Leviticus 7:2 “In the place where they kill the burnt offering shall they kill the trespass offering: and the blood thereof shall he sprinkle round about upon the altar.”
“In the place where they kill the burnt offering shall they kill the trespass offering (see Lev. 1:11).
“And the blood thereof shall he sprinkle round about upon the altar”: On the upper part of it. There was a scarlet thread that was drawn around the altar in the middle, the blood of some of the sacrifices was sprinkled below it. And some above it, as was the blood of the trespass offering.
About the only thing that we need to point out here is, the blood in this particular instance was not put on the horns of the altar. In most of the sin offerings, the blood was applied to the horns of the altar, but in this trespass offering, it will be sprinkled all around on the altar. Horns denote power, as you remember.
Leviticus 7:3 “And he shall offer of it all the fat thereof; the rump, and the fat that covereth the inwards,”
To the Lord, that being claimed by him, as in the peace offerings of the herd, and of the flock, whether a bullock or cow, a lamb or a goat (Lev. 3:3). And in the sin offering of the bullock (Lev. 1:8).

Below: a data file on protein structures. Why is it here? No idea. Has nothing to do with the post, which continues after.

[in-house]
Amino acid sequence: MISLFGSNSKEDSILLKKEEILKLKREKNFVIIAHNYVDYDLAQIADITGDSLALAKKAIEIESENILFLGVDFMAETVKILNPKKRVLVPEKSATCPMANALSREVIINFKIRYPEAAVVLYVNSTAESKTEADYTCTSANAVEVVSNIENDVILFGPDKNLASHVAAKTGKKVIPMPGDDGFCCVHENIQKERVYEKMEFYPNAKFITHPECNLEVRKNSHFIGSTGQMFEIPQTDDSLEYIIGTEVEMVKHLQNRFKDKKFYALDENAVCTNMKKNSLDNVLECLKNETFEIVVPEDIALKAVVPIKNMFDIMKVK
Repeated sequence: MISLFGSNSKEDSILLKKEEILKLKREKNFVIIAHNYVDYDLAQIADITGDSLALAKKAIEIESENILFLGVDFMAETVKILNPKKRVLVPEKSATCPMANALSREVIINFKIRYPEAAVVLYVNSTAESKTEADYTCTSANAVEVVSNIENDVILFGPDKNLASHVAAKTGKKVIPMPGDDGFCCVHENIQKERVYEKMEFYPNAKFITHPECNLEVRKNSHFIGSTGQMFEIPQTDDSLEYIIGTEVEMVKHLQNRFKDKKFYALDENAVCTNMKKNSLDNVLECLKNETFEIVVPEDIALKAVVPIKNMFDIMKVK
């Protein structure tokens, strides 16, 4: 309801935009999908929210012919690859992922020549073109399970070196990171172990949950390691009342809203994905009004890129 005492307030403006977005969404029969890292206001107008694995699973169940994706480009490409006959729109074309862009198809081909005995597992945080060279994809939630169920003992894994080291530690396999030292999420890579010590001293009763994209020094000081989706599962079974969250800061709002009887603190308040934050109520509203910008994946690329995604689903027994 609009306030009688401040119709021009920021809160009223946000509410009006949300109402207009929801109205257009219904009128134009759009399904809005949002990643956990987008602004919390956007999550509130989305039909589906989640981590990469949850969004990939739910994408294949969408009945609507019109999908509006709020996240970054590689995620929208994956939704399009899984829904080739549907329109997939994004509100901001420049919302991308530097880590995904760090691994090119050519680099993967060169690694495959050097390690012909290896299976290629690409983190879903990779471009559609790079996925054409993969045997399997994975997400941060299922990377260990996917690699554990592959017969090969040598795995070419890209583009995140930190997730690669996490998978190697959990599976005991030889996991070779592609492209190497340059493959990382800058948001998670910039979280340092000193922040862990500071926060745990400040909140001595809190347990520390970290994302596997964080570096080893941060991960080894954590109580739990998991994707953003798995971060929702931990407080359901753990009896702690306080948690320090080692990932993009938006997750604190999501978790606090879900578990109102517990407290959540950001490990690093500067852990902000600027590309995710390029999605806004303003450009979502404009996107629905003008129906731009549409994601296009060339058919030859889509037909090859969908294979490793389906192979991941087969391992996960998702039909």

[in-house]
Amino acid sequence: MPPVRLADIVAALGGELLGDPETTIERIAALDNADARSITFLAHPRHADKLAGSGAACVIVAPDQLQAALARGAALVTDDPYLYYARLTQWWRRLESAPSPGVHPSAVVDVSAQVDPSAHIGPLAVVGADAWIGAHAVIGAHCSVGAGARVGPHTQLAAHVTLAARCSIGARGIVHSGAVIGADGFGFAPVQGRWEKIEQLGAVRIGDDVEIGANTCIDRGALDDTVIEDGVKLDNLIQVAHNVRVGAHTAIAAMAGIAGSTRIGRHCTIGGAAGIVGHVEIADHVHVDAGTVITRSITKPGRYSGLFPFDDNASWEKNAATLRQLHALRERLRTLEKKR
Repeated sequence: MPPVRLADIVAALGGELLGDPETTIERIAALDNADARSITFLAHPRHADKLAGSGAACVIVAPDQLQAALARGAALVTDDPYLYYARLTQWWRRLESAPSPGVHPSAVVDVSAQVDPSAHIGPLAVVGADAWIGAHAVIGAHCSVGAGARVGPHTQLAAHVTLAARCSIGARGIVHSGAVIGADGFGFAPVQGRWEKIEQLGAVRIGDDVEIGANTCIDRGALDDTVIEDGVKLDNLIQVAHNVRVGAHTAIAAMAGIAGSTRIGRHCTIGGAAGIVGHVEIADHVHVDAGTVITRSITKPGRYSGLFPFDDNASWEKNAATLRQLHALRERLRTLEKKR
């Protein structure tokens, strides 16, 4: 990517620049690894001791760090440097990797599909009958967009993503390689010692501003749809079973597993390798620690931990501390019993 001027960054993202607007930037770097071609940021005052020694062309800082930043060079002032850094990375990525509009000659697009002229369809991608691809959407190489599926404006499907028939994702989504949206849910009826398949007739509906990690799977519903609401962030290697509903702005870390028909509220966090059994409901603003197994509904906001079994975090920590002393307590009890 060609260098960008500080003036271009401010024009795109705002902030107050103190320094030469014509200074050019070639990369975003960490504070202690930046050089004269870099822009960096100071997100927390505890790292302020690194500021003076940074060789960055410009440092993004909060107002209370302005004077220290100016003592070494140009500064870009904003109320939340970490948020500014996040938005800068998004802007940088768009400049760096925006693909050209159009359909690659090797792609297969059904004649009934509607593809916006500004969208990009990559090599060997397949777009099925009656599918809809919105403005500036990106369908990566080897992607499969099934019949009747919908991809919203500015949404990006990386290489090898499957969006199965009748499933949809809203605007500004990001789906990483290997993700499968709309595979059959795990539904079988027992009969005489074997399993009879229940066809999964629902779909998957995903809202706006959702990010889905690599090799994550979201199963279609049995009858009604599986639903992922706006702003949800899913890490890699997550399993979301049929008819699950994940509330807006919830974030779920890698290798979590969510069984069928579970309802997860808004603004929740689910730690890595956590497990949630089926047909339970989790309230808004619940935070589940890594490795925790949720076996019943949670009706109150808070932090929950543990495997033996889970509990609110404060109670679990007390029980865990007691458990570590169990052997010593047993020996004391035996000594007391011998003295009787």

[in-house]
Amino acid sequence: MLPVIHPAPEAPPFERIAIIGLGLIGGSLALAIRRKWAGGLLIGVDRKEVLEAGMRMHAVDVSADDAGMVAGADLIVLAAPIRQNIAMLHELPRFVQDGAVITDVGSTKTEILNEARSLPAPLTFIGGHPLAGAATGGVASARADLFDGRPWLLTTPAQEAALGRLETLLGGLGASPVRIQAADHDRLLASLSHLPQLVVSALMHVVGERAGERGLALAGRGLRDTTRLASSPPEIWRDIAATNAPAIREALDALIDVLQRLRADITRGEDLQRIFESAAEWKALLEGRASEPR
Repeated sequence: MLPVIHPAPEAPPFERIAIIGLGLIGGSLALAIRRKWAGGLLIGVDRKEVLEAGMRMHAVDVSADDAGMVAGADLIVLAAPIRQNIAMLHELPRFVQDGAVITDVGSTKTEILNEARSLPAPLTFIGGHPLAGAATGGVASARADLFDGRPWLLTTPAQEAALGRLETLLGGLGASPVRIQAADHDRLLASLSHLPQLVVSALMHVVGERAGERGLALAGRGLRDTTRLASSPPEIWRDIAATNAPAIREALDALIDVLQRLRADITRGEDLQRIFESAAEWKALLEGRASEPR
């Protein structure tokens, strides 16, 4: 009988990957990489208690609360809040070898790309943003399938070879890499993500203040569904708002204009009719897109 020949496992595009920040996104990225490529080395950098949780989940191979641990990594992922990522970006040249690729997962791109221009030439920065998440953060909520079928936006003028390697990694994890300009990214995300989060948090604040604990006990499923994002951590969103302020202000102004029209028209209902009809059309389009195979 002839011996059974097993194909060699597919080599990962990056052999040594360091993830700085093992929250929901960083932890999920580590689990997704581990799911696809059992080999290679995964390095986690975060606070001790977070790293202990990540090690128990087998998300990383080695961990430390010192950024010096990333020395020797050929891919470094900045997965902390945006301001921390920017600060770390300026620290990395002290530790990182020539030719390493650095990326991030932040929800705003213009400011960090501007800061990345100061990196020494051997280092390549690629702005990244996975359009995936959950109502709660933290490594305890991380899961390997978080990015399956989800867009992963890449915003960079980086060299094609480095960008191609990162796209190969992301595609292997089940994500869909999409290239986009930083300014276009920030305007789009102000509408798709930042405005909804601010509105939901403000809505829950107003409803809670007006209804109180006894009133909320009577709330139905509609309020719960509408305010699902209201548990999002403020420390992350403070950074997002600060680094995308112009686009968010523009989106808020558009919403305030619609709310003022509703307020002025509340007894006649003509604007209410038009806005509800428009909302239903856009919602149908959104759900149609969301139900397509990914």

“And the rump, or tail, which of sheep and rams, for the trespass offering, was very large and fat in those countries (see notes on Exodus 29:22, Lev. 3:9).
“And the fat that covereth the inwards”: Called the “omentum”.
Leviticus 7:4 “And the two kidneys, and the fat that [is] on them, which [is] by the flanks, and the caul [that is] above the liver, with the kidneys, it shall he take away:”
Which are usually covered with fat.
“Which is by the flanks”: Or rather that which is “upon” them; for this respects not the situation of the kidneys, nor the fat upon them, but the fat which is upon the flanks. As distinct from that, and where there are great collops of it (see Job 15:27).
“And the caul that is above the liver”: The lobe upon the liver, according to the Septuagint.